Ann Kuebler will never forget the commuter who stared from his seat on the Washington Metro, then said to her, "I'd die if I
looked like you."
She'll always remember the woman who rushed up to her at the cab stand outside a local hospital and asked: "Were you on TV?" And the total stranger who approached her in the library with an article touting the balm from aloe plants. "This is really good for burns," the woman announced.
There was a time when she had to stop and think before venturing outside her home in Lutherville to run a simple errand. She would wonder if she were emotionally prepared to confront strangers or -- just as bad -- friends who had not seen her since Feb. 17, 1986, the day fire engulfed her bed, ignited her body and changed her life forever.
February marked the fifth anniversary of the fire that burned virtually all the skin off her face and ravaged her lower abdomen, thighs, hands and her right arm. Given little chance to survive, she did. Then, at age 34, she had to learn to live again.
She endured 30 or more operations (long ago, she stopped counting) in which a plastic surgeon moved sheets of skin around her body in jigsaw fashion -- stealing tissue from healthy areas to resurface the damaged places. Charred beyond recognition, her face regained much of its old contour and personality. Even so, she shows the unmistakable legacy of fire: faint, ropy scars, slightly bloated lips and a reconstructed nose that is somewhat pinched toward the tip.
Once Ann Kuebler had a face that could make heads turn in admiration. Overnight, she lost not only that but also her ability to navigate peacefully through stores and streets without inspiring a rude comment or an arresting stare. In effect, she became a walking illustration of the supreme value that society places on physical attractiveness -- and the supreme struggles faced by people who lose theirs.
"Within 24 hours, their lives are turned upside down, completelchanged," says Linda Rice, a psychologist with the Baltimore Regional Burn Center at Francis Scott Key Medical Center. "They have no preparation for it. Their sense of self in relation to the world is destroyed."
Ms. Kuebler's scars held up a mirror to people who saw her, reflecting their worst fears about mortality and their ability to cope with the tragedies of others.
"Sometimes, there are little minefields all over," she says. "I've seen people I've known intimately -- it's an emotional encounter, but nobody says anything. They have guilt for the way they feel, guilt for the way they don't feel about me.
"It's the shock of self-discovery."
Living with disfigurement forced her to reach deeper for inner strength than most people ever have to reach. But today -- thanks to the strength she found, plus the friendship of fellow burn survivors, her children and her surgeon -- she can say she hesitates little before walking out the door to confront whatever awaits her.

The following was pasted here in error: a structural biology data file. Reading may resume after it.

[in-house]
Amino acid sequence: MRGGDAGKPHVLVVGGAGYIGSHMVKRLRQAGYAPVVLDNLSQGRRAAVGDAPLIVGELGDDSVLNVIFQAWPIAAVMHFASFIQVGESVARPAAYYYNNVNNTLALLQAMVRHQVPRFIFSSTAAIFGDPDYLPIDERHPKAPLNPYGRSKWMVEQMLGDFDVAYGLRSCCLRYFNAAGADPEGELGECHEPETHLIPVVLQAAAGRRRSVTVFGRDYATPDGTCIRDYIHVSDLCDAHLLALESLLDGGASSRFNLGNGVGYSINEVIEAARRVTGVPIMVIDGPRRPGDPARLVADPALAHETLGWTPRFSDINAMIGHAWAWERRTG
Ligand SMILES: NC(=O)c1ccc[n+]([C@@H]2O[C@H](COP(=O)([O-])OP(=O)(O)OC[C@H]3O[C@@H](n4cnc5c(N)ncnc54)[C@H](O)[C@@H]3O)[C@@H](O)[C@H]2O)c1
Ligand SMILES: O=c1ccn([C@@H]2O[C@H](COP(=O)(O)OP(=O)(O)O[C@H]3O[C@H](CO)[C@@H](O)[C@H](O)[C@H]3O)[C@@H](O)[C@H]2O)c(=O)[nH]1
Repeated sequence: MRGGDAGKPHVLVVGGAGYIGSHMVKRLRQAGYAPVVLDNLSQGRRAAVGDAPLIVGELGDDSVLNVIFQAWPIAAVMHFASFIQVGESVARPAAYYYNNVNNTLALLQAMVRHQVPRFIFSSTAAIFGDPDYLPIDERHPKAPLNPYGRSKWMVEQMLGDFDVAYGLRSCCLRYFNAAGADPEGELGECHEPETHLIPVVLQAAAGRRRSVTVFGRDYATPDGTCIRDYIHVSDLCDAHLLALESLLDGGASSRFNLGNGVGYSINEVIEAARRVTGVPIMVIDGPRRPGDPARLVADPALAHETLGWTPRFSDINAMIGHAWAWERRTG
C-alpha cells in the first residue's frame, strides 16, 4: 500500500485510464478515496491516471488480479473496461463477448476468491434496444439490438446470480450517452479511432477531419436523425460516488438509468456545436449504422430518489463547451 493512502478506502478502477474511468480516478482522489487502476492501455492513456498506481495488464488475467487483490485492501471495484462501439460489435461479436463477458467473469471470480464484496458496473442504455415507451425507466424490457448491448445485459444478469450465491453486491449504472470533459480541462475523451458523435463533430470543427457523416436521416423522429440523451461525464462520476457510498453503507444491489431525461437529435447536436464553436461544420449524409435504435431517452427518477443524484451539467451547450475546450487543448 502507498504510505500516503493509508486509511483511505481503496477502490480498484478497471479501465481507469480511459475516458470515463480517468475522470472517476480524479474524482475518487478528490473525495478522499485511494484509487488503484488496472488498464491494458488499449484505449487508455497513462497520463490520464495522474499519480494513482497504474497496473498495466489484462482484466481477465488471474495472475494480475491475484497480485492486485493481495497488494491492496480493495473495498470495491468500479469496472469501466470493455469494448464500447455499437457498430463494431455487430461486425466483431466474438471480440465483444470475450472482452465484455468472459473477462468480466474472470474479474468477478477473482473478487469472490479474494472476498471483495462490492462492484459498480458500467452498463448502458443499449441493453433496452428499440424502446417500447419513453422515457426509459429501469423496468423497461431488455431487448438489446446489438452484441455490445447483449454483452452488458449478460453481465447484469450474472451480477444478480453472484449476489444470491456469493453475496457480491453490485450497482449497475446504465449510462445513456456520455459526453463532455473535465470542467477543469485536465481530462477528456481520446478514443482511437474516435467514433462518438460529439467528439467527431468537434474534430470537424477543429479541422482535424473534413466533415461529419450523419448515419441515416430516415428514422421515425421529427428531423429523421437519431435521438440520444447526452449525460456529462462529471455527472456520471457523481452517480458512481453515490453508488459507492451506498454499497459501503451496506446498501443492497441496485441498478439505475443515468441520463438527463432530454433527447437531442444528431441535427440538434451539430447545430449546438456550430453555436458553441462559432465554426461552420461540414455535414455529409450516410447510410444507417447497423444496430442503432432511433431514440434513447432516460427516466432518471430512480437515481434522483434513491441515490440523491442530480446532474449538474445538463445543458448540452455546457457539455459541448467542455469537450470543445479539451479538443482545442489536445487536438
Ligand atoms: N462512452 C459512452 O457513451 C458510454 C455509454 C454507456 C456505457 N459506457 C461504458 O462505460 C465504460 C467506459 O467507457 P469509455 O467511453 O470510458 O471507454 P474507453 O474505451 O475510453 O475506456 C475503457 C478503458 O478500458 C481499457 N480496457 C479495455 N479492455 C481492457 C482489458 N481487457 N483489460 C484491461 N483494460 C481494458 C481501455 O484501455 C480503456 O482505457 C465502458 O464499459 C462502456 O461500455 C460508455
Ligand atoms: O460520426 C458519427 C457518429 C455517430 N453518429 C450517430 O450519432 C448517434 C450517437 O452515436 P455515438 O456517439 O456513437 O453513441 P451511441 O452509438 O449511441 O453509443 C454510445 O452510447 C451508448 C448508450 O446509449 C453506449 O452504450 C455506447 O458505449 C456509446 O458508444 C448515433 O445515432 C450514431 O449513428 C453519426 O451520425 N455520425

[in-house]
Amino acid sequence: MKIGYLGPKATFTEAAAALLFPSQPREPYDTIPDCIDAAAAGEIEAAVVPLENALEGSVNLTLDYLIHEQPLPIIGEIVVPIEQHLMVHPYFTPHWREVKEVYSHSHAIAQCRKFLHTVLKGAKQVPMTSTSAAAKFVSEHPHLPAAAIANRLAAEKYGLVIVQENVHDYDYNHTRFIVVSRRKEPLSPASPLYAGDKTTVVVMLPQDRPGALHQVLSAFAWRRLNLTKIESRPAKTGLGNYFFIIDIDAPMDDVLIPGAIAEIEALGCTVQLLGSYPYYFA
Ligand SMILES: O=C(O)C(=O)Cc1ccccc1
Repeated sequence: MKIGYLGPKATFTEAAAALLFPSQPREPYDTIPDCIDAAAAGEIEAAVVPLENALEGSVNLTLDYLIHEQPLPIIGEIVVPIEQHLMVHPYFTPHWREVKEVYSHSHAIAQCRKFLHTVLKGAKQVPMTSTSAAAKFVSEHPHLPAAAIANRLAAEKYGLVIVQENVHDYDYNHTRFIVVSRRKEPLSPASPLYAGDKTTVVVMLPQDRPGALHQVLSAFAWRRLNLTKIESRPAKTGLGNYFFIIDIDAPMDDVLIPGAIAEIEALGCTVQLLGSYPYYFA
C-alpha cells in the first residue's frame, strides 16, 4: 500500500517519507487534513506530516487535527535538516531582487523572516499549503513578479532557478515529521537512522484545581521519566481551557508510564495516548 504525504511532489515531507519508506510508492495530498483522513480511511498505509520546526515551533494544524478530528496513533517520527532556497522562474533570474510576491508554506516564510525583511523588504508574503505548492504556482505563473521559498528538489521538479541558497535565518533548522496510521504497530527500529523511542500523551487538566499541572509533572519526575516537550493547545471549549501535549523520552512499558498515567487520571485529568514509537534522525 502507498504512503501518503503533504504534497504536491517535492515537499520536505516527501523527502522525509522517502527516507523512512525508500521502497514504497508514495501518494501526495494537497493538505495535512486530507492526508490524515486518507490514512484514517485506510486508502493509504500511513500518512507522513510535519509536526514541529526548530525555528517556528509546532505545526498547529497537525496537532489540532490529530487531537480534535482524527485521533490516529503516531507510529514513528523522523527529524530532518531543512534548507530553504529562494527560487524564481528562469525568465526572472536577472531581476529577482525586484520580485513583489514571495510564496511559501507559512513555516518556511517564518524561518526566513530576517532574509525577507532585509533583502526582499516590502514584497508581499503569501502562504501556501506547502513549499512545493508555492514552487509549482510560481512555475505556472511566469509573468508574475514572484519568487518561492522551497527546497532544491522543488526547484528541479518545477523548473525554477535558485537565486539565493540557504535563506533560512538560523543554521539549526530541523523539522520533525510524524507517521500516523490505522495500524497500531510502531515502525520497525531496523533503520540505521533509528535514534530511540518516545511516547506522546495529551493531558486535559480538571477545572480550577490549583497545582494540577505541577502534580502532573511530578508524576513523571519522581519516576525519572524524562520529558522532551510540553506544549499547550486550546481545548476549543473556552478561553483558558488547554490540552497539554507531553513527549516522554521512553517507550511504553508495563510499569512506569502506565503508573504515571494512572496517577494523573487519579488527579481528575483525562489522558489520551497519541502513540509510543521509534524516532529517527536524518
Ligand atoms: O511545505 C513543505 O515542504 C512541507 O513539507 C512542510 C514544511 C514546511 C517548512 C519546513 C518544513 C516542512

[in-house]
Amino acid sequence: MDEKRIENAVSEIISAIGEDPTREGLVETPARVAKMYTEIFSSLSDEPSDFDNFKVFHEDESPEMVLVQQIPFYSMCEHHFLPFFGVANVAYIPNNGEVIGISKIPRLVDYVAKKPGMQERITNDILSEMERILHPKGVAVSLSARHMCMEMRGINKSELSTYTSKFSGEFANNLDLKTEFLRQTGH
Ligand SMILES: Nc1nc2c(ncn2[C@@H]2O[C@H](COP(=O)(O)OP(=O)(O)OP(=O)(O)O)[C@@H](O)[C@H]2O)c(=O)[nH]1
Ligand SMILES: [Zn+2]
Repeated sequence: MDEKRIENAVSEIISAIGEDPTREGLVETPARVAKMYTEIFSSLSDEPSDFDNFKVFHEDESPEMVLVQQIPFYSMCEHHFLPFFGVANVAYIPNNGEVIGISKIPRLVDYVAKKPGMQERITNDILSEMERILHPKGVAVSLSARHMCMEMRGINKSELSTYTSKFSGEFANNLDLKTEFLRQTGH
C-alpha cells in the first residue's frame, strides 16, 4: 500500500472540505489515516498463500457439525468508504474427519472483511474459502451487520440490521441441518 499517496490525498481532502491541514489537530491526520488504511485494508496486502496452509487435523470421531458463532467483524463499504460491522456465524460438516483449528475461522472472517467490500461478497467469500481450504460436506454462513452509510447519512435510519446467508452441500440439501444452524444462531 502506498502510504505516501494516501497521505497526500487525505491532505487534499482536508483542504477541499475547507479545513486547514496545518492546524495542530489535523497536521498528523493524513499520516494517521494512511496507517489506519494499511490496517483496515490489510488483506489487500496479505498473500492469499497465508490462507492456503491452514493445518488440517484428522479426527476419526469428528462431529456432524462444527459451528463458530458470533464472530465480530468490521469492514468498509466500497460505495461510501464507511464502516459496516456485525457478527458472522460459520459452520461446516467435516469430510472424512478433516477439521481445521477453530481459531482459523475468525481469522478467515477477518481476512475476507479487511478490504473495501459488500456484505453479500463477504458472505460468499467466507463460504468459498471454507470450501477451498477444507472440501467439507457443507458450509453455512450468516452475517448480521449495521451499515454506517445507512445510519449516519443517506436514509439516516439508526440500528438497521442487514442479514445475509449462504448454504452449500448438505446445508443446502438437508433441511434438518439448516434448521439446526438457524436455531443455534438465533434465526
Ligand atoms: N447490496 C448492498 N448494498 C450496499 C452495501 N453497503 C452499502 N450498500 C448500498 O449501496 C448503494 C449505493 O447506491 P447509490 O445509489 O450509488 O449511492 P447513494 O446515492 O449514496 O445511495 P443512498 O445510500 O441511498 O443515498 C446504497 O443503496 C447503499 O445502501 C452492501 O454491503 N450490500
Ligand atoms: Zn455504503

"I'm at the five-year mark," she told a half-dozen burn survivors who constitute a support group at Francis Scott Key. "You know there was a time when your life was gone. But you do attain small moments when you feel elated and you say, ain't it grand to be alive. With your eyes, your hands, whatever you have left.
"It does get better."
LOST MEMORIES Ms. Kuebler can't help but divide her life into two main chapters: before and after the fire. "Before," she worked nights in a Mount Vernon downtown tavern. The job provided a social circle of co-workers and patrons who would drop in for after-work drinks and chatter. The late hours left her free during the day to spend with her two boys and two girls, children with all-American looks whose athletic and academic achievements remain a continuing source of pride.
She was divorced and renting a third-floor apartment in Guilford. She was trying to give up alcohol but it was a struggle. And one night, at home alone, she settled into bed with a cigarette and a drink in hand.
"I don't know what happened," she says. "I was a recovering alcoholic and I was smoking in bed."
Six weeks later, she awoke at the Maryland Shock Trauma
Center, where she was being treated for third-degree burns -- the type that penetrate all skin layers. They covered 30 percent of her body's surface area. Fire had burned all the skin off her face and neck, obliterated her eyebrows and destroyed the cartilage of her nose -- leaving virtually no nose except the bone that forms the bridge at the very top.
A V-neck sweater made of flame-retardant material protected her chest, upper abdomen and left arm from serious injury. But fire burned her hands and her right forearm, which was exposed by the rolled-up sleeve of her sweater.
Doctors expected her to die, but not directly from the burns. Inhaled smoke caused her airways to swell to the point where she had trouble moving air in and out of her lungs -- setting up ideal conditions for a life-threatening bacterial infection.